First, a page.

Central Bank of Kenya to go after online credit providers
SCI & TECH
By Lee Mwiti | August 2nd 2018
NAIROBI, KENYA: The Central Bank of Kenya (CBK) is pushing for strict regulations to cut down the operations of digital loan platforms by bringing them tightly into the fold of the National Payment Systems Act.
While addressing Parliament’s Departmental Committee on Communication, Information and Innovation, CBK Governor Patrick Njoroge revealed that a majority of Kenyans have become enchained to these platforms and it is time the platforms were reined in.
“I want to confirm today that these platforms are worse than the village shylocks. At least the shylocks hide themselves. These platforms shout about themselves openly on the internet while impoverishing Kenyans,” Dr Njoroge told the committee.
The governor divulged statistics from CBK where about 6.5 million Kenyans are digital borrowers.
Of these at least 3 per cent take the loans to try their luck in betting.
At the same time, the Kenyans who are taking the loans lack enough financial literacy and borrow from one network to the other, while accruing debts that they can barely get themselves out of.
There are currently over 25 digital credit providers, with new services being launched continually, according to a recent report by online marketplace Jumia.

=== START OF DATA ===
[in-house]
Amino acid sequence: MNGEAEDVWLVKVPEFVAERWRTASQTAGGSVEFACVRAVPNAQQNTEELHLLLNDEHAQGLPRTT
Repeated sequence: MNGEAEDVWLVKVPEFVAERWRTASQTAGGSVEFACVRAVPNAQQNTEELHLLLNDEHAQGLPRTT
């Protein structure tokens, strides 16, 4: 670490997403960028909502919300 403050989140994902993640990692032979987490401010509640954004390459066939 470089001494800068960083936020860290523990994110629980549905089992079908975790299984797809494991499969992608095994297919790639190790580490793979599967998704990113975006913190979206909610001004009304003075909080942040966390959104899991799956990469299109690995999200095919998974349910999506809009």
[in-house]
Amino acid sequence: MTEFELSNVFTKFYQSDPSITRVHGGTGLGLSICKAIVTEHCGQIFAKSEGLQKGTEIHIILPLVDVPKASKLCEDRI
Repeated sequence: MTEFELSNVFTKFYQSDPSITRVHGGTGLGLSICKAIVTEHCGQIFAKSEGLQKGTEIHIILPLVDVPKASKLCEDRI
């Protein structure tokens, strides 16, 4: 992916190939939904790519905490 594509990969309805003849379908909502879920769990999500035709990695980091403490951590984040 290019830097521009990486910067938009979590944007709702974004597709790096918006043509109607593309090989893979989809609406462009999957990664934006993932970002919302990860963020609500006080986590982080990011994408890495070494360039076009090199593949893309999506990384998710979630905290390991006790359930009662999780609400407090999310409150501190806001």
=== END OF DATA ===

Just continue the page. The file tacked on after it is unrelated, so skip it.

Of these, Tala Kenya, formerly Mkopo Rahisi and Branch are the most popular especially among low income earners.
The committee Chairman William Kisang had earlier expressed his amazement at the lack of regulations to keep in check the Fintech companies operating the platforms.
“What CBK does is simply warn Kenyans about these platforms. They don’t go ahead to actually try and regulate them, something that has exposed the consumer to a lot of exploitation at the hands of the Fintech companies operating the platforms. What is worse is that most of the Fintechs are international companies only here to make profits,” Mr Kisang said.
Njoroge on the other hand defended CBK saying that the bank is legally entitled by law only to regulate financial entities that take deposits, and the law was not clear on what the bank should do in order to regulate the digital platforms that are only into lending.
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